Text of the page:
Microfinance business plan template
Opening a Contemporary or Paint Your Own Pottery Studio
Part Three - The Business Plan
By Connie Speer - The Pottery Consultant
This article is written specifically for those considering opening a ceramic studio and are stumped in regards to writing a business plan. It should not be construed as the definitive word on business plans, but more as a springboard for those having difficulty in getting started with this important aspect of their new business. When you hire The Pottery Consultant and choose our Full Consulting Program to help you open your new studio, a full business plan template along with startup budget/captial requests, cash flow projections, equipment and bisque supplier letter’s of intent, marketing mailing lists, marketing material samples and other items needed for the bank conventional or SBA loans are all provided.
Still thinking about opening a contemporary studio? Raring to go, but you need money, right? Well, then you will need a business plan. Any bank or individual that you want to borrow money from to open a new business is going to ask to see your business plan. Even if you are already funded, a business plan is necessary. So let’s begin with what a business plan is and an overview of what goes in it.
The business plan is a written document of detailed and accurate information that conveys excitement and viable profit and growth for a new business venture. Bankers or backers will ask to see it, and you must be prepared to answer questions regarding the information you put into it. The business plan can also serve to be an annual review for your company, and adjusted as the needs arise.
Where do you start? Where do you get the information you need to prepare the plan? This article can help you create your business plan by providing you with content outlines, online and government sources for forms and other sources for the information specific to the contemporary industry. It will also give you some sources for funding. It won’t do the work for you. Only you can do that. If you want your new business to be successful, you will work very hard to make sure the information gathered is as detailed and accurate as possible. And you will work very hard to put the information into action, because that is truly what it will all be about in regards to your profitable success. Resources will follow this article for more information and research.
There are many sources available for business plan forms that you can find, print out and simply fill in the blanks. Better to have several different kinds of business plan outlines, and then to create your own customized version. Make sure you include the key components that
will be mandatory, but don’t simply do a color-by-number business plan. Many bankers will recognize such plans for what they are.
Here are the key categories to make sure you include. Next to or underneath each category are sources for the information.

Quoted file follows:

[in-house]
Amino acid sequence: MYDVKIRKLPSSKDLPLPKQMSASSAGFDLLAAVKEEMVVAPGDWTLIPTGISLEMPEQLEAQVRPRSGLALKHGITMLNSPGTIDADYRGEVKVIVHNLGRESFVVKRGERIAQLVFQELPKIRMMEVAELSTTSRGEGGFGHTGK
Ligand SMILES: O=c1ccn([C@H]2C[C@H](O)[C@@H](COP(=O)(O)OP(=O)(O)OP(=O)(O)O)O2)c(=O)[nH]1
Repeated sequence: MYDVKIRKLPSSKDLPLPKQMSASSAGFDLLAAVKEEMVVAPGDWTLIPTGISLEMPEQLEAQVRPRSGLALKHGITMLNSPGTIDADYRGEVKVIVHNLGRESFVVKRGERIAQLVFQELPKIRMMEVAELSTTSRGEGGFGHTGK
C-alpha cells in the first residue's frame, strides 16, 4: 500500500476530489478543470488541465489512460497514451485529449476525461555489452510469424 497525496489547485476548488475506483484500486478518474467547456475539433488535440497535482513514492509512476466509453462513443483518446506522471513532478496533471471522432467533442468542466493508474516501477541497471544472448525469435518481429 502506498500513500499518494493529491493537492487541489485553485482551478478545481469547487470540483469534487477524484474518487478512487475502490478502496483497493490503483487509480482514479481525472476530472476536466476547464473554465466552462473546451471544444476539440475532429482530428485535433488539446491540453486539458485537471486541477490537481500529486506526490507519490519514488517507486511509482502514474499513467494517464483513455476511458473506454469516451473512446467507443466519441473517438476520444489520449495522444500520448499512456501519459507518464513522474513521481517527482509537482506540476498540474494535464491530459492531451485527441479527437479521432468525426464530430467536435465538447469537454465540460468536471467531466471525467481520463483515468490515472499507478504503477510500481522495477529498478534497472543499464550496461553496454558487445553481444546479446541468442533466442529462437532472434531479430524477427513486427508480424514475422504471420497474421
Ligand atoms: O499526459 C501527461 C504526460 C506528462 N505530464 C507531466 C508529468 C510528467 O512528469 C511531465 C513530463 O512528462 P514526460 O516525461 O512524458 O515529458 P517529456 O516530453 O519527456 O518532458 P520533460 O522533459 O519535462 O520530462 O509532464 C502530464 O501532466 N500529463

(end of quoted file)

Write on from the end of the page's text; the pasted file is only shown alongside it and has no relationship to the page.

I) Cover Sheet - you
II) Statement of Purpose - you
III) Table of Contents - you
IV) The Business-
A) Executive Summary - Overview of What and Why - you and your consultant
B) Company Description - Detail of What and Why - you and your consultant
C) Management/Key Personnel - Resumes and Bios or Vitas - you
D) Product and Services - Detail of What and How - you and your consultant
E) Marketing - Analyses and Strategies - realtor, Chamber of Commerce, and your consultant
F) Competition - Who and Where - you
G) Operation Procedures - How and Who - you and your consultant
A) Capital Requests - Equipment, Supplies, Finish-out, Expenses - you, your consultant and your accountant
B) Balance Sheet - you and your accountant
C) Projection Sheets - Three years - you, your consultant and your accountant
D) Breakeven Sheets - you and your accountant
E) Cash Flow - you and your accountant
1) Personal Financial Statement - you and your accountant
2) Tax Returns - you and your accountant
3) Lease Copy - you, your realtor, your lawyer and your accountant
4) Letters of Intent – suppliers
5) Other legal documents, as needed or requested – you
The above may seem quite intimidating to those of you that have never written a business plan, and certainly to those of you who are not writers at all. Don’t worry. Get a legal pad or notebook, and start simply by creating a page for each of the above categories with the heading at the top of the page. Write down what you do know, or make notes to get the information from the suggested sources. Then research the below information thoroughly, and go back to your legal pad. Keep researching and making notes until you have enough material to begin putting information into sentences and tables. Write your first draft. Edit and revise it. Submit it to your consultant and accountant. After they make notes and ask questions, edit and revise it again.
Where to find business plans and other information -
The Successful Business Plan: Secrets & Strategies by Abrams
Local SBA Banks – tip: Find your local SBA offices - have a pre-meeting with them so they can advise you of all the necessary components of an SBA proposal.
Online Plans and HelpSource: www.potteryconsultant.com
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